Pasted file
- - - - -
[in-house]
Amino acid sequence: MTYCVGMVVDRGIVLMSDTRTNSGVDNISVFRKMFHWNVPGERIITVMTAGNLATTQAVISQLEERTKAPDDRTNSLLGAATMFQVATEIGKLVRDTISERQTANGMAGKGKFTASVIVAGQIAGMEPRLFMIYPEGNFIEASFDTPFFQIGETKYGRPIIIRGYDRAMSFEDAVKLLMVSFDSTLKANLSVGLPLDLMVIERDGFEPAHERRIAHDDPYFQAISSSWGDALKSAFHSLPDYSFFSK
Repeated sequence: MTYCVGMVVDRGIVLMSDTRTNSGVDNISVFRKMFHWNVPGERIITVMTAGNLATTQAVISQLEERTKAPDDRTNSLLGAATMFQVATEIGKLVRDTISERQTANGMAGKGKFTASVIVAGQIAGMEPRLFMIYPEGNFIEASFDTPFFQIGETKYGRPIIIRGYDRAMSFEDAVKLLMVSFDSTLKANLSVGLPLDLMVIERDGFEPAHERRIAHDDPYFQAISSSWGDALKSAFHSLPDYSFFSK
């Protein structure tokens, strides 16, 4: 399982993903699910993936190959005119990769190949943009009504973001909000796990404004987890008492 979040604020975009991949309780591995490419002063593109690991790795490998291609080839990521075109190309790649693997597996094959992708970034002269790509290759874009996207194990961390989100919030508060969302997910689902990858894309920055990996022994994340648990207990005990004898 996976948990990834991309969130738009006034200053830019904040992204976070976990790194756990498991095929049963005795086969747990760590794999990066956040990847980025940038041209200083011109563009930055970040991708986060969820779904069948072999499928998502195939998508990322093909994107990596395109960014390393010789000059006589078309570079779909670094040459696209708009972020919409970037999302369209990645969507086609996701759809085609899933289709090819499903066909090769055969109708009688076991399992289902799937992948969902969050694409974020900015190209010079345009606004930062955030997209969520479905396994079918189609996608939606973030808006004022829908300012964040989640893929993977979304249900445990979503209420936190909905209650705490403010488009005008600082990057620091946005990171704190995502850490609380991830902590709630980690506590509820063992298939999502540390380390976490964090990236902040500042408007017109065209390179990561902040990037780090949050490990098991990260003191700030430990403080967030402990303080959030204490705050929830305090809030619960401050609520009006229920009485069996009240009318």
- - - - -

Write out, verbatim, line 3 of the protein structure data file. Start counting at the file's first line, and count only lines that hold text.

Repeated sequence: MTYCVGMVVDRGIVLMSDTRTNSGVDNISVFRKMFHWNVPGERIITVMTAGNLATTQAVISQLEERTKAPDDRTNSLLGAATMFQVATEIGKLVRDTISERQTANGMAGKGKFTASVIVAGQIAGMEPRLFMIYPEGNFIEASFDTPFFQIGETKYGRPIIIRGYDRAMSFEDAVKLLMVSFDSTLKANLSVGLPLDLMVIERDGFEPAHERRIAHDDPYFQAISSSWGDALKSAFHSLPDYSFFSK